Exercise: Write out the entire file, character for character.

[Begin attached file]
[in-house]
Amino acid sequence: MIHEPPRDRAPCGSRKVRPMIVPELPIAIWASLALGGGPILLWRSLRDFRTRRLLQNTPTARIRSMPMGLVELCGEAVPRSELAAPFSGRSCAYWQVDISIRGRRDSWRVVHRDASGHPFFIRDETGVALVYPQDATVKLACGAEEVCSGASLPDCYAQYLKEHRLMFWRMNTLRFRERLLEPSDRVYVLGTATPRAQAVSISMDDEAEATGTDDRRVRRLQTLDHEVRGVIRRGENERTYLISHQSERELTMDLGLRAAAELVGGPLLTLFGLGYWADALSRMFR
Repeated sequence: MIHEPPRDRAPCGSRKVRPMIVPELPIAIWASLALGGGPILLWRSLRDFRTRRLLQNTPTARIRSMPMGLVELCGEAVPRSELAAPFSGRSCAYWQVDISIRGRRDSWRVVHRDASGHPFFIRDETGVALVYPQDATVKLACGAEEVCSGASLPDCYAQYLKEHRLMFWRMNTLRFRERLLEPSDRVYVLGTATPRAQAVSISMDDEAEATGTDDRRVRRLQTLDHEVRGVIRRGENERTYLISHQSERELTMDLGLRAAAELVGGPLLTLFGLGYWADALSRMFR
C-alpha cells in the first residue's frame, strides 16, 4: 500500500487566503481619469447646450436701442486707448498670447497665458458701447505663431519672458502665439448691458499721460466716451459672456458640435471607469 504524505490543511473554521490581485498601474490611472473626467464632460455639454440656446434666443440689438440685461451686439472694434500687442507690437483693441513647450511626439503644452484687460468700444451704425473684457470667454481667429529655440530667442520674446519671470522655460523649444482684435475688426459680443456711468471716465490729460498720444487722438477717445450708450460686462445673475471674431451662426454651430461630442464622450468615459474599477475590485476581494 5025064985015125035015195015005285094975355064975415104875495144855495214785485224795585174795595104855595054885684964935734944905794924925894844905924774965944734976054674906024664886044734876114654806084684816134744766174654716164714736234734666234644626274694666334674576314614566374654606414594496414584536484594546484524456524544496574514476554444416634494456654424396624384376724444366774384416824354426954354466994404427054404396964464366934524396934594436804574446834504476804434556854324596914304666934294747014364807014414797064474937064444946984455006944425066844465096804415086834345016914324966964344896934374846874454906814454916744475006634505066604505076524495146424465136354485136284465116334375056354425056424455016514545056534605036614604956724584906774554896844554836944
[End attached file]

[in-house]
Amino acid sequence: MIHEPPRDRAPCGSRKVRPMIVPELPIAIWASLALGGGPILLWRSLRDFRTRRLLQNTPTARIRSMPMGLVELCGEAVPRSELAAPFSGRSCAYWQVDISIRGRRDSWRVVHRDASGHPFFIRDETGVALVYPQDATVKLACGAEEVCSGASLPDCYAQYLKEHRLMFWRMNTLRFRERLLEPSDRVYVLGTATPRAQAVSISMDDEAEATGTDDRRVRRLQTLDHEVRGVIRRGENERTYLISHQSERELTMDLGLRAAAELVGGPLLTLFGLGYWADALSRMFR
Repeated sequence: MIHEPPRDRAPCGSRKVRPMIVPELPIAIWASLALGGGPILLWRSLRDFRTRRLLQNTPTARIRSMPMGLVELCGEAVPRSELAAPFSGRSCAYWQVDISIRGRRDSWRVVHRDASGHPFFIRDETGVALVYPQDATVKLACGAEEVCSGASLPDCYAQYLKEHRLMFWRMNTLRFRERLLEPSDRVYVLGTATPRAQAVSISMDDEAEATGTDDRRVRRLQTLDHEVRGVIRRGENERTYLISHQSERELTMDLGLRAAAELVGGPLLTLFGLGYWADALSRMFR
C-alpha cells in the first residue's frame, strides 16, 4: 500500500487566503481619469447646450436701442486707448498670447497665458458701447505663431519672458502665439448691458499721460466716451459672456458640435471607469 504524505490543511473554521490581485498601474490611472473626467464632460455639454440656446434666443440689438440685461451686439472694434500687442507690437483693441513647450511626439503644452484687460468700444451704425473684457470667454481667429529655440530667442520674446519671470522655460523649444482684435475688426459680443456711468471716465490729460498720444487722438477717445450708450460686462445673475471674431451662426454651430461630442464622450468615459474599477475590485476581494 5025064985015125035015195015005285094975355064975415104875495144855495214785485224795585174795595104855595054885684964935734944905794924925894844905924774965944734976054674906024664886044734876114654806084684816134744766174654716164714736234734666234644626274694666334674576314614566374654606414594496414584536484594546484524456524544496574514476554444416634494456654424396624384376724444366774384416824354426954354466994404427054404396964464366934524396934594436804574446834504476804434556854324596914304666934294747014364807014414797064474937064444946984455006944425066844465096804415086834345016914324966964344896934374846874454906814454916744475006634505066604505076524495146424465136354485136284465116334375056354425056424455016514545056534605036614604956724584906774554896844554836944